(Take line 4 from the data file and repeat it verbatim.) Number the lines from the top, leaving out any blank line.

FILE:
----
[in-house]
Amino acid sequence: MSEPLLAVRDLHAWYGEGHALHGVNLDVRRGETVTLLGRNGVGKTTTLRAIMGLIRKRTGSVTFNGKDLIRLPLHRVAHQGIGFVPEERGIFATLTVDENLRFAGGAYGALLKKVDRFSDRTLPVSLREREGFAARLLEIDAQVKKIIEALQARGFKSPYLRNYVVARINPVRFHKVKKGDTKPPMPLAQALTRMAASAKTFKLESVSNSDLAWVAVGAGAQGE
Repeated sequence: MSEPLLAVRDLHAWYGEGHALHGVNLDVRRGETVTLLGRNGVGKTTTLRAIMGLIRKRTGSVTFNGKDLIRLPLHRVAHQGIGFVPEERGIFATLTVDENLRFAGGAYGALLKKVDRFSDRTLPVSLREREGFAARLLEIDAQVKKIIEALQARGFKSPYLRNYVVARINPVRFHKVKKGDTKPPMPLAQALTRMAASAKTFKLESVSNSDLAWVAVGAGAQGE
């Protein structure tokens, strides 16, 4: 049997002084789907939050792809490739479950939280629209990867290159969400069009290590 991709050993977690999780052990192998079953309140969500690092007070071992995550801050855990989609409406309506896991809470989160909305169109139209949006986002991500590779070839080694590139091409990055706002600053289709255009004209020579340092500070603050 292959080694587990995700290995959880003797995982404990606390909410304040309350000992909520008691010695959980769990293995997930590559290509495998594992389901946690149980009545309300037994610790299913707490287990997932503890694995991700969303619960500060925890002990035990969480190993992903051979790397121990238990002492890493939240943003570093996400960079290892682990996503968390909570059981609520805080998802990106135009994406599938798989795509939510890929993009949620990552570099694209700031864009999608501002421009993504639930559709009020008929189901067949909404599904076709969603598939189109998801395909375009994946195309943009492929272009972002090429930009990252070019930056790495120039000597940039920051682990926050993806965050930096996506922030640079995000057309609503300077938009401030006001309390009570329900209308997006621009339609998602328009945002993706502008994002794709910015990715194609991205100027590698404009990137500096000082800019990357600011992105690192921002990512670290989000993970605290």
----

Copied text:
């Protein structure tokens, strides 16, 4: 049997002084789907939050792809490739479950939280629209990867290159969400069009290590 991709050993977690999780052990192998079953309140969500690092007070071992995550801050855990989609409406309506896991809470989160909305169109139209949006986002991500590779070839080694590139091409990055706002600053289709255009004209020579340092500070603050 292959080694587990995700290995959880003797995982404990606390909410304040309350000992909520008691010695959980769990293995997930590559290509495998594992389901946690149980009545309300037994610790299913707490287990997932503890694995991700969303619960500060925890002990035990969480190993992903051979790397121990238990002492890493939240943003570093996400960079290892682990996503968390909570059981609520805080998802990106135009994406599938798989795509939510890929993009949620990552570099694209700031864009999608501002421009993504639930559709009020008929189901067949909404599904076709969603598939189109998801395909375009994946195309943009492929272009972002090429930009990252070019930056790495120039000597940039920051682990926050993806965050930096996506922030640079995000057309609503300077938009401030006001309390009570329900209308997006621009339609998602328009945002993706502008994002794709910015990715194609991205100027590698404009990137500096000082800019990357600011992105690192921002990512670290989000993970605290």